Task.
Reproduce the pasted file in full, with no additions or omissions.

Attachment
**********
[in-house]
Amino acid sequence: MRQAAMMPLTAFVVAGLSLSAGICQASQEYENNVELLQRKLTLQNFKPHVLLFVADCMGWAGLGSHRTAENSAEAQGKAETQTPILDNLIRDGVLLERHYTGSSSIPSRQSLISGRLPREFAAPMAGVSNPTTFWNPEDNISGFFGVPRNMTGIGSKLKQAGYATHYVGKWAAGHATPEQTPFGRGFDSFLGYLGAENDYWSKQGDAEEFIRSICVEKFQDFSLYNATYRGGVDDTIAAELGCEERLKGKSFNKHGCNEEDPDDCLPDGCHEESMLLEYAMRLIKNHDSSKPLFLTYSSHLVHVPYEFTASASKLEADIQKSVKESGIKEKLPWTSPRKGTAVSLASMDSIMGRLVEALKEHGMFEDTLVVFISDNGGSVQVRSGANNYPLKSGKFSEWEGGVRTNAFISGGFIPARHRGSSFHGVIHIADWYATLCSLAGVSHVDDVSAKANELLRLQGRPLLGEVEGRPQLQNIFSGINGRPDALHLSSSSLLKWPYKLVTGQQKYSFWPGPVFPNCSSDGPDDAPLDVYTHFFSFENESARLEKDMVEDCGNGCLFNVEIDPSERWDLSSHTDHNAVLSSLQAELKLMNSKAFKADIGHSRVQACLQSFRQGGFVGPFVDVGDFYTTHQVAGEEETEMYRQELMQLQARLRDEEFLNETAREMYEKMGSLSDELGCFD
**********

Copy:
[in-house]
Amino acid sequence: MRQAAMMPLTAFVVAGLSLSAGICQASQEYENNVELLQRKLTLQNFKPHVLLFVADCMGWAGLGSHRTAENSAEAQGKAETQTPILDNLIRDGVLLERHYTGSSSIPSRQSLISGRLPREFAAPMAGVSNPTTFWNPEDNISGFFGVPRNMTGIGSKLKQAGYATHYVGKWAAGHATPEQTPFGRGFDSFLGYLGAENDYWSKQGDAEEFIRSICVEKFQDFSLYNATYRGGVDDTIAAELGCEERLKGKSFNKHGCNEEDPDDCLPDGCHEESMLLEYAMRLIKNHDSSKPLFLTYSSHLVHVPYEFTASASKLEADIQKSVKESGIKEKLPWTSPRKGTAVSLASMDSIMGRLVEALKEHGMFEDTLVVFISDNGGSVQVRSGANNYPLKSGKFSEWEGGVRTNAFISGGFIPARHRGSSFHGVIHIADWYATLCSLAGVSHVDDVSAKANELLRLQGRPLLGEVEGRPQLQNIFSGINGRPDALHLSSSSLLKWPYKLVTGQQKYSFWPGPVFPNCSSDGPDDAPLDVYTHFFSFENESARLEKDMVEDCGNGCLFNVEIDPSERWDLSSHTDHNAVLSSLQAELKLMNSKAFKADIGHSRVQACLQSFRQGGFVGPFVDVGDFYTTHQVAGEEETEMYRQELMQLQARLRDEEFLNETAREMYEKMGSLSDELGCFD